Ocean's Thirteen is absolutely not a masterpiece. It's something far more useful: the first major summer film of 2007 that isn't a waste of time. Which is ironic, given that it's essentially just a genial time-waster.

As I've mentioned several dozen times here and elsewhere, I fully liked 2004's Ocean's Twelve. I would come much closer to calling it a masterpiece; it's not one of the great caper films of all time; it's not even better than Ocean's Eleven (although all three are a sight better then the Rat Pack original). I reiterate this because I think that it's important to understand that I'm primed to like these films indiscriminately, and to make sure that nobody thinks I'm leveling some sort of horrible, weighty criticism when I saw that on balance, I think that Thirteen is not as good as Twelve, and isn't that just becoming the theme of 2007?

It took both a moment, and days of reflection to figure out what's off with the newest film: Eleven and Twelve followed nearly identical patterns of problem > plan > prepare > execute. For reasons that make perfect sense from a commercial standpoint, screenwriters Brian Koppelman and David Levien decided to tweak this for maximum high-conceptiness, and in the process, they took out a bit of soul; Thirteen is all execution, with the problem sprinkled in through flashbacks for the first ten or fifteen minutes, and the planning largely abandoned to implication.

Unfortunately, to these eyes at least, the planning was the best part of the stories. Oh, sure, like any good caper it's fun to watch the cleverness unfold; but also like any good caper, a big part of the fun is watching all the details you already knew click into place, and keeping an eye out for the big climactic reveal of the one big detail that you weren't privy to that makes the whole affair a flawless jaunt.

Although we pick up a lot along the way, Thirteen is basically that moment over and over again, never as exciting as it should be because it's not nestled in a whole lot of business that we already mostly expected. It's sort of like having a whole lot of orgasms without any sex or foreplay, and that's such a ridiculously bad metaphor that I have no choice but to leave it in.

In this entry, Danny Ocean (George Clooney), Rusty Ryan (Brad Pitt) and their band of thieves and conmen are out to revenge themselves against Willie Bank (Al Pacino, being resolutely unhammy for the first time all decade), for screwing over one of their own in a shady deal to build the ugliest structure in Las Vegas. The scheme involves bleeding Bank's casino reserves dry on its opening night by rigging every game in the place.

Not that this is important, of course. There's pretty much one and only one reason to sink time into the Ocean's films, and that is to watch a whole lot of famous pretty people being classy and witty for a couple of hours - they're not movies so much as they are filmed cocktail parties. Now, one can find this agreeable or not, but it's probably a losing battle to argue that it's not the case. These films are only cool: cool for the old-school movie star charm that Clooney gets to show off as Danny Ocean more than in all of his other roles combined, cool because director and cinematographer Steven Soderbergh never met a pointlessly flash use of oversaturated color that he didn't like. For some, this is enough. For some, it's not very cool at all; Soderbergh is an empty stylist and the actors are sleepwalking.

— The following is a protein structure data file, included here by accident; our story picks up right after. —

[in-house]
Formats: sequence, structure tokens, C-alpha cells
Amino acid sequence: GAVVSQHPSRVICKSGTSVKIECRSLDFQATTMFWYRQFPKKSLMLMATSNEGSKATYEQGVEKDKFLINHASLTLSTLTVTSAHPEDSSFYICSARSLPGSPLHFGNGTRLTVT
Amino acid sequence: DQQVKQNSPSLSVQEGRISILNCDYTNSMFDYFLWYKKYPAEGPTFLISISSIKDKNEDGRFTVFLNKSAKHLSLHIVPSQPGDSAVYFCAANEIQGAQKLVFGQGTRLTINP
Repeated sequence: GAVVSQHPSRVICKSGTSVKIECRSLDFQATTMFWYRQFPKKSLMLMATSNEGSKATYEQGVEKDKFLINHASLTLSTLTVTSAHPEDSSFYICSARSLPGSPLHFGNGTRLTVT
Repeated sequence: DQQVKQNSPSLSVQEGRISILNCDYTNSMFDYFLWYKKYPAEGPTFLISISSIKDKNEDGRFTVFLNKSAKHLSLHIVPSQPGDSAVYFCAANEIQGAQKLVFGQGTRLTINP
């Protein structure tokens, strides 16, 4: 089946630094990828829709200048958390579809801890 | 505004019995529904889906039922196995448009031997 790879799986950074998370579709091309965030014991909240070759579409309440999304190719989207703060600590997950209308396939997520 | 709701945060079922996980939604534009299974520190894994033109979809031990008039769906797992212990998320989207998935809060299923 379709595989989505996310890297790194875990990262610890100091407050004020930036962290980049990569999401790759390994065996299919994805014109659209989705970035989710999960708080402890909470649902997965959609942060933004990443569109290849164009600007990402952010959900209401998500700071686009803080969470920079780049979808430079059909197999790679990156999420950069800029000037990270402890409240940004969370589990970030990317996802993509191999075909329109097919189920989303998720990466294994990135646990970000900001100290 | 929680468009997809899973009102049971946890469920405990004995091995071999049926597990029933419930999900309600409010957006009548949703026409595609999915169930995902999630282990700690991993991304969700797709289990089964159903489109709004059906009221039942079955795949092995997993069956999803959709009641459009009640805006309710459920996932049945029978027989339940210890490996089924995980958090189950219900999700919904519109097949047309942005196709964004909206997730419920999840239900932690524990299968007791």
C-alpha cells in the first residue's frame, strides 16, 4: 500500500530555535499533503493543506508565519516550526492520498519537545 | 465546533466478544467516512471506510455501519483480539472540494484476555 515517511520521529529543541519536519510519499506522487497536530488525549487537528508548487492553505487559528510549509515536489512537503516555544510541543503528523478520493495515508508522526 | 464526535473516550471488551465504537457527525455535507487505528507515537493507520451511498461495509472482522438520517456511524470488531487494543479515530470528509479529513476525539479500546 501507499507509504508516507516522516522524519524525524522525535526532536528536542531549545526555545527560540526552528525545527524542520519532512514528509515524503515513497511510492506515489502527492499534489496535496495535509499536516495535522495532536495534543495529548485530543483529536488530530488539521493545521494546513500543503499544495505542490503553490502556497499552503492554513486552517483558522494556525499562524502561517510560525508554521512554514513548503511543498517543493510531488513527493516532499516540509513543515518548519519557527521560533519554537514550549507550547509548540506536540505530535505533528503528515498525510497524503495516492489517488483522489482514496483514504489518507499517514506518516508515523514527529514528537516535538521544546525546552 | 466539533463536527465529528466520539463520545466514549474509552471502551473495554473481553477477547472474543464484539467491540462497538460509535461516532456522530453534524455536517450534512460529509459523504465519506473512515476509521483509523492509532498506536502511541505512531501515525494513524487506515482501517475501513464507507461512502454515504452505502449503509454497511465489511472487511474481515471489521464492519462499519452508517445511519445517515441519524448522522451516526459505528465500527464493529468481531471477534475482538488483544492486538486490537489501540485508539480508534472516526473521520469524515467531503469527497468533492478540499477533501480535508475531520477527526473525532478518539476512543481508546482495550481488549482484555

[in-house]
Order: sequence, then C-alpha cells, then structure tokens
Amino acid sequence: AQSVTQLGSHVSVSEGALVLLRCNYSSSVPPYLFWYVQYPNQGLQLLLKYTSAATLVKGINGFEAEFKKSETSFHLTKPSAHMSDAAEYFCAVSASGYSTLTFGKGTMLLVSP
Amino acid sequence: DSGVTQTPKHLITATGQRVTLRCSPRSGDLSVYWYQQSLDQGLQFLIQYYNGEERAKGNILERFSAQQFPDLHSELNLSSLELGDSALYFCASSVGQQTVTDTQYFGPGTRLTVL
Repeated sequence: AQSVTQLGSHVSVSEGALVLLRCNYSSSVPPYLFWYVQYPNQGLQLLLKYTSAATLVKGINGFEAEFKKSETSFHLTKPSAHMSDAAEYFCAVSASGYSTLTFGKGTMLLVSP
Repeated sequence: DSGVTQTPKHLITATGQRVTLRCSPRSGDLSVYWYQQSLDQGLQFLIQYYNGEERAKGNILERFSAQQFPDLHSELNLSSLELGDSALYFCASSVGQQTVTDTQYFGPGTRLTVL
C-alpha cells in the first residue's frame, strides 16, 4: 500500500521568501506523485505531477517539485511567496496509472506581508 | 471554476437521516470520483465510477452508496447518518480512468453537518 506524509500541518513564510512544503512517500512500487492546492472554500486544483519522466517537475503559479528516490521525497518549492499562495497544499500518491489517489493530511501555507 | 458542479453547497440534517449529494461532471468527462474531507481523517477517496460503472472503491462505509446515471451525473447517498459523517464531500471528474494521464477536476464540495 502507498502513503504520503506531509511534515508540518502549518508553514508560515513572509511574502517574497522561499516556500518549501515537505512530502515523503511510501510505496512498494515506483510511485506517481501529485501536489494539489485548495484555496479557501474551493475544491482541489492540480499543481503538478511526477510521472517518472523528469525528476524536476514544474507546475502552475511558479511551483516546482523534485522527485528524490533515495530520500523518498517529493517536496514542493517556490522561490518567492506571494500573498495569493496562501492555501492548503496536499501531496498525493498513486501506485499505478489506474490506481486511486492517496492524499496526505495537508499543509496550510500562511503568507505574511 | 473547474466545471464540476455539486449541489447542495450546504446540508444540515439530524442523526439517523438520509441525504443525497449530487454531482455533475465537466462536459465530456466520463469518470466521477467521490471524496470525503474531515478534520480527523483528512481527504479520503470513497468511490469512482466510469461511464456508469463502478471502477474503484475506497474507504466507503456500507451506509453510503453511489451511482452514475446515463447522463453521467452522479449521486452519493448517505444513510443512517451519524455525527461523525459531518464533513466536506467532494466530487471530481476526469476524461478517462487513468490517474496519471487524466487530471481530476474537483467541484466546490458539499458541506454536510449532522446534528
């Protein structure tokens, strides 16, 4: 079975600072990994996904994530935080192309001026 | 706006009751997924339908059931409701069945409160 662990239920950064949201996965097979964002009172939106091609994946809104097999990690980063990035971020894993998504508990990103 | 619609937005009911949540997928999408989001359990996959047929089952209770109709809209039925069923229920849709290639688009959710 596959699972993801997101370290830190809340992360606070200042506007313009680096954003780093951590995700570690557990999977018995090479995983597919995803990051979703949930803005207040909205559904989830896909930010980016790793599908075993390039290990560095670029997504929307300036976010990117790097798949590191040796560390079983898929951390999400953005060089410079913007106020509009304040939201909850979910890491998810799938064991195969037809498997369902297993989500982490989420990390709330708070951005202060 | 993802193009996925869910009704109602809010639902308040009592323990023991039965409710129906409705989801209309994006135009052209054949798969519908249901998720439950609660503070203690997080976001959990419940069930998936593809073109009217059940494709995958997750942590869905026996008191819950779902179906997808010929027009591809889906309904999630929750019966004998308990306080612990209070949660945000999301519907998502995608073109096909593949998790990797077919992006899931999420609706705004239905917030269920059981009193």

I don't agree with those points, although it's clear that the threads are just starting to show in Ocean's Thirteen. It's impossible to shake the feeling that we've seen this before; and while it remains fun it loses the freshness that all empty-headed entertainments ought to aspire to. Soderbergh, for his part, keeps things peppy, introducing extensive split screens and floating numbers into his already fat back of stylistic quirks, and I would like to take a moment to say how much I love this man, that he puts as much - more! - effort into the apparent "make work" films in his canon as his "personal" films. Blurring the idea of what is or is not a "personal" film, maybe. But love him, or find him shallow and arrogant, you cannot deny that he puts in the effort.

But the rest of the film, maybe not so much. I don't want to belabor my problems with the script, but I'll briefly restate: it's a tiny bit more antic and a tiny bit more outlandish than the first two, not so much as to become shrill but enough that it's not quite so laid back, wherein "laid back" has always been a chief draw of the series.

The actors, meanwhile...I mean, it's not that they're bad. I don't know if anything can make some of these people bad. But too many of them don't get much to do, and that translates into sleepiness, and that begins to seep in around the edges, and ultimately it looks like Pitt and Clooney aren't having quite as much fun in this film. Matt Damon, happily, not the case. He has more energy here than in either of the preceding movies; but he is alone. Pacino and fellow newcomer Ellen Barkin, in their unexpected and frankly undesired post-Sea of Love reunion have the same sort of lazy fun that everybody else had in the first two except for Catherine Zeta-Jones in Twelve, and that's either your bag or it isn't.

Ultimately, I don't think anybody is going to be surprised by Ocean's Thirteen. It's exactly what the trailers promised, and it's precisely what you'd expect after the first two. Maybe not the high-stakes superduperness that usually gets sold as a Summer Film, but that means that it's not as annoying and droning as those films usually are. It's fluff. But it's fun fluff. And it's fluff that doesn't unspool for half-an-hour past its earned runtime, which is always welcome.

Reviews in this series
Ocean's Eleven (Soderbergh, 2001)
Ocean's Twelve (Soderbergh, 2004)
Ocean's Thirteen (Soderbergh, 2007)
Ocean's Eight (Ross, 2018)